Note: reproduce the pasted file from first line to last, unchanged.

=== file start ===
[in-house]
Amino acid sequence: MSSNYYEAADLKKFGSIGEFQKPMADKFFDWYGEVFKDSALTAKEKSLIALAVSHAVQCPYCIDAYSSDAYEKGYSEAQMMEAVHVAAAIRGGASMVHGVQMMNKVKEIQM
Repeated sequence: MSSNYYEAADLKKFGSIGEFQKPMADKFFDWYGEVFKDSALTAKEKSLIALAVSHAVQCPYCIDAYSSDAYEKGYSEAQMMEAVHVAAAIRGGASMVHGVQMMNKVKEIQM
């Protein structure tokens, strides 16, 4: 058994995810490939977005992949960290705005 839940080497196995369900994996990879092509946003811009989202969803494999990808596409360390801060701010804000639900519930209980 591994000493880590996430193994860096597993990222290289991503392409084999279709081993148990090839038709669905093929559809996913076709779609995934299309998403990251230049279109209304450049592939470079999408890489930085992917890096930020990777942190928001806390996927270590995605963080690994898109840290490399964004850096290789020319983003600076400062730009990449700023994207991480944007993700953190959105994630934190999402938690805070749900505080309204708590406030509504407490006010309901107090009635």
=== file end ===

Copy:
[in-house]
Amino acid sequence: MSSNYYEAADLKKFGSIGEFQKPMADKFFDWYGEVFKDSALTAKEKSLIALAVSHAVQCPYCIDAYSSDAYEKGYSEAQMMEAVHVAAAIRGGASMVHGVQMMNKVKEIQM
Repeated sequence: MSSNYYEAADLKKFGSIGEFQKPMADKFFDWYGEVFKDSALTAKEKSLIALAVSHAVQCPYCIDAYSSDAYEKGYSEAQMMEAVHVAAAIRGGASMVHGVQMMNKVKEIQM
């Protein structure tokens, strides 16, 4: 058994995810490939977005992949960290705005 839940080497196995369900994996990879092509946003811009989202969803494999990808596409360390801060701010804000639900519930209980 591994000493880590996430193994860096597993990222290289991503392409084999279709081993148990090839038709669905093929559809996913076709779609995934299309998403990251230049279109209304450049592939470079999408890489930085992917890096930020990777942190928001806390996927270590995605963080690994898109840290490399964004850096290789020319983003600076400062730009990449700023994207991480944007993700953190959105994630934190999402938690805070749900505080309204708590406030509504407490006010309901107090009635």